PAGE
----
So today it rained. No, that's not right. It poured. Full force tropical deluge. It was fabulous. I enjoyed it from my hammock swinging gently under the thatched roof of the common area of my hostel.
Today has been a laid-back kind of day. Was not supposed to be. I was booked for some river rafting in the afternoon but torrential rains + already rainy season swollen river = not safe for rafting, so it was siesta time instead. This came after an exciting morning of taking my clothes to the cleaners, buying a bottle of water and breaking my teeth over more spanish practice.
Thoughts and things I missed in my writings yesterday...
Dinner plate sized spider perched on the rock I was to use as stepping stone across river. Um, don't think so. Upriver detour, which was silly considering there was probably lots of said spiders on most of the rocks I crossed, however I SAW that one.
Ubber tasty new fruit called Pepino. Tasted like a cross between an apple & pear, texture like a melon and so juicy it takes a combination of eating & drinking to finish it off. YUM
Cute little cricket creature that after launching, sprouts wings and flys to its' next perch. Green & bright yellow. Saltinas / saltinado??? Forgot to write the name in my notes.
An abundance of butterflys in a rainbow of colours and sizes. I love butterflys.
Frog sitings: zero
Monkey sitings: zero
Naked people bathing in the river: a dozen or so
Intensity of sun: super high.
Touch of sunstroke: yes
Resulting headache: yes
In spite of my rather fried mental state on the way home yesterday, it really struck me that so much of the land had been deforested. I need look no further for the battle between conservation and growth. On one side of the valley there is rainforest as far as the eye can see. On the other there are farms, cleared land waiting for planting, and many areas burning.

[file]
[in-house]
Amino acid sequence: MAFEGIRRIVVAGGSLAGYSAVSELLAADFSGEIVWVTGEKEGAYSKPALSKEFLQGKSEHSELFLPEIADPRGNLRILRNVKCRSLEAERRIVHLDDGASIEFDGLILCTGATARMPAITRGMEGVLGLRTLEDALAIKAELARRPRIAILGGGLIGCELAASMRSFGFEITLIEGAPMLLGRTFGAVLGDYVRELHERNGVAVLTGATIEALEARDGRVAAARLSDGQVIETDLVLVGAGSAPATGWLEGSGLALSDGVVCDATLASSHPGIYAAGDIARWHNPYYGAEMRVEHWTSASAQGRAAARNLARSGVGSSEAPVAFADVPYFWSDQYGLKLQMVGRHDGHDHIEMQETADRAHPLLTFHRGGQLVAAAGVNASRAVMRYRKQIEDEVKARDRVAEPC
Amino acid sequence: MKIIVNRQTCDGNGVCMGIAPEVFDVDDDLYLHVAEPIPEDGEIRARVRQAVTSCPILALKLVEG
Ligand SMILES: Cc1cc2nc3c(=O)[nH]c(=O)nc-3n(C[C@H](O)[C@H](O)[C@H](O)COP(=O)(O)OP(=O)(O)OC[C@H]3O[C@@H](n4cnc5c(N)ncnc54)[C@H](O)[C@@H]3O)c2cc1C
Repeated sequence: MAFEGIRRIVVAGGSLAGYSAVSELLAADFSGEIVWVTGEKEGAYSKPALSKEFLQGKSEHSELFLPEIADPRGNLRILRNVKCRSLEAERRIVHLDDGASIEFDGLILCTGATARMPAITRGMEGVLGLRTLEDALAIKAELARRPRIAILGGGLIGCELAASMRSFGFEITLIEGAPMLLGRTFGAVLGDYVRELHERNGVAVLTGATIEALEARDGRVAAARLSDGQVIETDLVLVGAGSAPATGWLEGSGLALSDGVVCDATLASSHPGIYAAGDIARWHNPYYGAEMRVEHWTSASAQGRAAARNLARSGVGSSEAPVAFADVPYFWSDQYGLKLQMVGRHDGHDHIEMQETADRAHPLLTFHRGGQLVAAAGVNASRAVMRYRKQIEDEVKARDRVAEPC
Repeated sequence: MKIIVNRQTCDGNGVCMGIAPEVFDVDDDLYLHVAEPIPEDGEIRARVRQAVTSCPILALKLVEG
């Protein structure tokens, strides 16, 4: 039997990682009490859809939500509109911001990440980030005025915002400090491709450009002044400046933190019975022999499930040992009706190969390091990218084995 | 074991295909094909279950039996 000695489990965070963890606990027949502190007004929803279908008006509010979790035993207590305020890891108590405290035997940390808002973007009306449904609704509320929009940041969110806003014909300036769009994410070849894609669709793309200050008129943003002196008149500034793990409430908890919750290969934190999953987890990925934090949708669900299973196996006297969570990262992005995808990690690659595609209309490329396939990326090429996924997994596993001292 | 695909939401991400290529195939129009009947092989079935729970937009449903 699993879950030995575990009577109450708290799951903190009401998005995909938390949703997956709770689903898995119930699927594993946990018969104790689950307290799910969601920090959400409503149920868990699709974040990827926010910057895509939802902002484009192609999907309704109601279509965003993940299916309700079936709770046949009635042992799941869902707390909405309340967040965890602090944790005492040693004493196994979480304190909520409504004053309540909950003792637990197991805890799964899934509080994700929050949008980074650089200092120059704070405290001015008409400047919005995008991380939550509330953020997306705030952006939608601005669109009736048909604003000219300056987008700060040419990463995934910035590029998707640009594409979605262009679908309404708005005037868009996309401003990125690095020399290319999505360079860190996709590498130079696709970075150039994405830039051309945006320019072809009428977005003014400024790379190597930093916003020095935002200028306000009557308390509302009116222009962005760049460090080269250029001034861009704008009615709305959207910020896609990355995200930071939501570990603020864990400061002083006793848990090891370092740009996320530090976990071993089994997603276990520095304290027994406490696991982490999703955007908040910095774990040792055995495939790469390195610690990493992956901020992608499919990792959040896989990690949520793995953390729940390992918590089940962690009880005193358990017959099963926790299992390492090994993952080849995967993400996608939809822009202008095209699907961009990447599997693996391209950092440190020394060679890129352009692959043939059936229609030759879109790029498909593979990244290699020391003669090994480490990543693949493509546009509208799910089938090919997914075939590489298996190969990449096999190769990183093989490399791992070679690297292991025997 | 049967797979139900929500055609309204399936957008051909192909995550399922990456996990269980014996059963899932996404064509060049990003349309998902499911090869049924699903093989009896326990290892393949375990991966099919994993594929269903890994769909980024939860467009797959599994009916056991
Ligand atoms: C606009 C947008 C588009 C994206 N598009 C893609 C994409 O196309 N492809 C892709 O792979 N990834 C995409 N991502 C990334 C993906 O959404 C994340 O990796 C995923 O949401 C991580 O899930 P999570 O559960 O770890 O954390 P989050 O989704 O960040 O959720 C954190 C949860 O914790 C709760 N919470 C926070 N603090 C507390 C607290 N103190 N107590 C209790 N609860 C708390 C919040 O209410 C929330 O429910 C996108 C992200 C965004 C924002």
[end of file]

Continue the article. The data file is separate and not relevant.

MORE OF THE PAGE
As I pondered the prevalence of this in the rain forests across South America, I wonder how this gets solved. How to preserve what is basically the "earths´s lungs" and yet allow people here to survive? Population control? Less family farms and more intense food production? And does this lovely land need a Gringo solution? I have no idea how this issue is viewed locally, if at all.
Certainly with my spanish I will not be able to ask the questions, yet alone understand the answers.
What I can tell you is that the local farms are picturesque, for all their appearance of "poverty". Fruit trees dotting the pastures where a cow or two graze. Simple dwellings, wash hanging in the breeze while chickens peck the grounds and dogs laze in the sun. Fields of rice. Fields of Corn.
Rural heaven, slashed out of the Jungle hillside.
But enough about yesterday, allow me to tell you about the wonderful young gentleman that broke bread with me this evening.
His name is Charly and he is 11 years old. He is visiting Tarapoto with his family from a town named Pucallpa, which is also a jungle town. I had a great time working with him to understand one another. Who knew that talking to this boy would be such a treat. He was so patient, and you could see his mind working as he tried to find different ways to impart information to me until, eureka!, the light bulb goes on and I GET it!
We covered ages, family numbers & genders, house and garden details, schooling, traveling, the news about the Cusco landslides, food preferences... We have agreed to exchange email info to continue our conversations.
What a treat. Truly a fine young gentleman. Someone is raising him well.
Adios, I'm off to shower & sleep well for whatever tomorrow brings.
I am sooo ending this day on a high note.